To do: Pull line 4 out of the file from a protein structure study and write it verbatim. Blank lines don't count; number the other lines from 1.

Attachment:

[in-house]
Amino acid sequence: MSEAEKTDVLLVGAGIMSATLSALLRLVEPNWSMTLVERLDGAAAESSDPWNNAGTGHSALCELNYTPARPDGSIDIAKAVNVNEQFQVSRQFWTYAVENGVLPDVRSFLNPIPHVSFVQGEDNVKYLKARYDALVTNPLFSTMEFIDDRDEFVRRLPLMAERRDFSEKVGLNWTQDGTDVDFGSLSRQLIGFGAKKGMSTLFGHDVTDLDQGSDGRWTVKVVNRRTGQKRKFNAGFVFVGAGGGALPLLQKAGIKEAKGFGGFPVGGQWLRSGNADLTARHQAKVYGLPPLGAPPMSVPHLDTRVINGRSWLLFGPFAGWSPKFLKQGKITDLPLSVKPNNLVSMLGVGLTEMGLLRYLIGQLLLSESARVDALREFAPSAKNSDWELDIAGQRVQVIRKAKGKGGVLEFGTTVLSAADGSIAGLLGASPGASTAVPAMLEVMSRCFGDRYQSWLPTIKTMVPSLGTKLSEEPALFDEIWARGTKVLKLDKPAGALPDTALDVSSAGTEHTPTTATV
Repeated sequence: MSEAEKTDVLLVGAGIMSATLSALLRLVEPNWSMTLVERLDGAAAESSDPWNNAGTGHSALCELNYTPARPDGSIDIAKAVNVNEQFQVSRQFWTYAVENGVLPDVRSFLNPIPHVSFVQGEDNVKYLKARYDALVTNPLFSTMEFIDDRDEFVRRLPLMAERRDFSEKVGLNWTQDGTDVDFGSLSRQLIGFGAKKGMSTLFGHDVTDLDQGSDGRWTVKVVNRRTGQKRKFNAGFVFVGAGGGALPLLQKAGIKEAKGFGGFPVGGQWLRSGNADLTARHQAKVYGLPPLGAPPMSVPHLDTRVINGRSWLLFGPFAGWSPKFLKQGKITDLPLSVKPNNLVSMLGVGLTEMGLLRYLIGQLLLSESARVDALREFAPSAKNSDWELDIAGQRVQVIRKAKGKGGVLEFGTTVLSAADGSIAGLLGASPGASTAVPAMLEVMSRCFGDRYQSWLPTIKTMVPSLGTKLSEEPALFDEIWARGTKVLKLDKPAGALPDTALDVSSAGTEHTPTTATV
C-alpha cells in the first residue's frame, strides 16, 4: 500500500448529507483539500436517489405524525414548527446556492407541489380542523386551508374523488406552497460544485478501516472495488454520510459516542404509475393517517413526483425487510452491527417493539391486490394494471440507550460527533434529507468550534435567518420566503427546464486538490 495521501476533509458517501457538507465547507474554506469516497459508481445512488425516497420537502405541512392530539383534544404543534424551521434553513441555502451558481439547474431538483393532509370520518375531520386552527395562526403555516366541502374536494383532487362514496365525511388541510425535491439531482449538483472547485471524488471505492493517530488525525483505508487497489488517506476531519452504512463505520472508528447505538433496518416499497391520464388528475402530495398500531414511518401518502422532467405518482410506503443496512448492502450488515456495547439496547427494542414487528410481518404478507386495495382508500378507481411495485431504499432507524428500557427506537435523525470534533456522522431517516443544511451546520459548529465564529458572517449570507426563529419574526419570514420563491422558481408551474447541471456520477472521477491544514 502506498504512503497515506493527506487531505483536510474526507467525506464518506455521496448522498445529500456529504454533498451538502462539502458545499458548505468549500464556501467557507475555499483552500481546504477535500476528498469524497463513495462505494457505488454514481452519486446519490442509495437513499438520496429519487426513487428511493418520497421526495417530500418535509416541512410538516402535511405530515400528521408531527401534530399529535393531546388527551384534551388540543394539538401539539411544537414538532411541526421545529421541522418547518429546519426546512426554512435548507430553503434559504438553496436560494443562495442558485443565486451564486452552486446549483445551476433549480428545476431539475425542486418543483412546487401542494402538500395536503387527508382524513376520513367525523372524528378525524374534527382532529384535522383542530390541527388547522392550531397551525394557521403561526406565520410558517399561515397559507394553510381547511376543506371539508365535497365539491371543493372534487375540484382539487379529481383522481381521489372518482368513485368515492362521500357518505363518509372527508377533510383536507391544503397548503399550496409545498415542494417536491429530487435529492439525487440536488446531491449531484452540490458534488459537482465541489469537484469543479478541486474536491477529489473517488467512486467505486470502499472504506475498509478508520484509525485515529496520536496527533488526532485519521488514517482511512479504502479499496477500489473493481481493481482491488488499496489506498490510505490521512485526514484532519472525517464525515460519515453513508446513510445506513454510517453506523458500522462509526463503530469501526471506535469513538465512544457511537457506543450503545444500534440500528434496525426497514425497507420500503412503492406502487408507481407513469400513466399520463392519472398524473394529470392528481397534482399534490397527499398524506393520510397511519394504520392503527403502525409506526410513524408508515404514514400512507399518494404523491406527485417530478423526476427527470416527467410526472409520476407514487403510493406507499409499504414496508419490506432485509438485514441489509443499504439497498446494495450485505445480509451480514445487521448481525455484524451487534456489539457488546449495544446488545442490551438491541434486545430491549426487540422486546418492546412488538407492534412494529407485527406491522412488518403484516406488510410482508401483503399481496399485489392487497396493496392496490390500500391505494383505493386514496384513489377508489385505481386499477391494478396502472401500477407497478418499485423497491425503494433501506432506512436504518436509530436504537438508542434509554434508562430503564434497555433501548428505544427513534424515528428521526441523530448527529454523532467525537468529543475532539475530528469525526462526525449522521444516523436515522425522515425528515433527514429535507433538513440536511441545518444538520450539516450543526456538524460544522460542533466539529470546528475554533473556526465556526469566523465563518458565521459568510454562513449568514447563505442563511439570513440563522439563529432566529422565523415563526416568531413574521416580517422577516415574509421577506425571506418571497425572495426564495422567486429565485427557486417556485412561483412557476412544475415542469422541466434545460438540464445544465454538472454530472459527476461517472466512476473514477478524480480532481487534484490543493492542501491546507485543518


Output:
C-alpha cells in the first residue's frame, strides 16, 4: 500500500448529507483539500436517489405524525414548527446556492407541489380542523386551508374523488406552497460544485478501516472495488454520510459516542404509475393517517413526483425487510452491527417493539391486490394494471440507550460527533434529507468550534435567518420566503427546464486538490 495521501476533509458517501457538507465547507474554506469516497459508481445512488425516497420537502405541512392530539383534544404543534424551521434553513441555502451558481439547474431538483393532509370520518375531520386552527395562526403555516366541502374536494383532487362514496365525511388541510425535491439531482449538483472547485471524488471505492493517530488525525483505508487497489488517506476531519452504512463505520472508528447505538433496518416499497391520464388528475402530495398500531414511518401518502422532467405518482410506503443496512448492502450488515456495547439496547427494542414487528410481518404478507386495495382508500378507481411495485431504499432507524428500557427506537435523525470534533456522522431517516443544511451546520459548529465564529458572517449570507426563529419574526419570514420563491422558481408551474447541471456520477472521477491544514 502506498504512503497515506493527506487531505483536510474526507467525506464518506455521496448522498445529500456529504454533498451538502462539502458545499458548505468549500464556501467557507475555499483552500481546504477535500476528498469524497463513495462505494457505488454514481452519486446519490442509495437513499438520496429519487426513487428511493418520497421526495417530500418535509416541512410538516402535511405530515400528521408531527401534530399529535393531546388527551384534551388540543394539538401539539411544537414538532411541526421545529421541522418547518429546519426546512426554512435548507430553503434559504438553496436560494443562495442558485443565486451564486452552486446549483445551476433549480428545476431539475425542486418543483412546487401542494402538500395536503387527508382524513376520513367525523372524528378525524374534527382532529384535522383542530390541527388547522392550531397551525394557521403561526406565520410558517399561515397559507394553510381547511376543506371539508365535497365539491371543493372534487375540484382539487379529481383522481381521489372518482368513485368515492362521500357518505363518509372527508377533510383536507391544503397548503399550496409545498415542494417536491429530487435529492439525487440536488446531491449531484452540490458534488459537482465541489469537484469543479478541486474536491477529489473517488467512486467505486470502499472504506475498509478508520484509525485515529496520536496527533488526532485519521488514517482511512479504502479499496477500489473493481481493481482491488488499496489506498490510505490521512485526514484532519472525517464525515460519515453513508446513510445506513454510517453506523458500522462509526463503530469501526471506535469513538465512544457511537457506543450503545444500534440500528434496525426497514425497507420500503412503492406502487408507481407513469400513466399520463392519472398524473394529470392528481397534482399534490397527499398524506393520510397511519394504520392503527403502525409506526410513524408508515404514514400512507399518494404523491406527485417530478423526476427527470416527467410526472409520476407514487403510493406507499409499504414496508419490506432485509438485514441489509443499504439497498446494495450485505445480509451480514445487521448481525455484524451487534456489539457488546449495544446488545442490551438491541434486545430491549426487540422486546418492546412488538407492534412494529407485527406491522412488518403484516406488510410482508401483503399481496399485489392487497396493496392496490390500500391505494383505493386514496384513489377508489385505481386499477391494478396502472401500477407497478418499485423497491425503494433501506432506512436504518436509530436504537438508542434509554434508562430503564434497555433501548428505544427513534424515528428521526441523530448527529454523532467525537468529543475532539475530528469525526462526525449522521444516523436515522425522515425528515433527514429535507433538513440536511441545518444538520450539516450543526456538524460544522460542533466539529470546528475554533473556526465556526469566523465563518458565521459568510454562513449568514447563505442563511439570513440563522439563529432566529422565523415563526416568531413574521416580517422577516415574509421577506425571506418571497425572495426564495422567486429565485427557486417556485412561483412557476412544475415542469422541466434545460438540464445544465454538472454530472459527476461517472466512476473514477478524480480532481487534484490543493492542501491546507485543518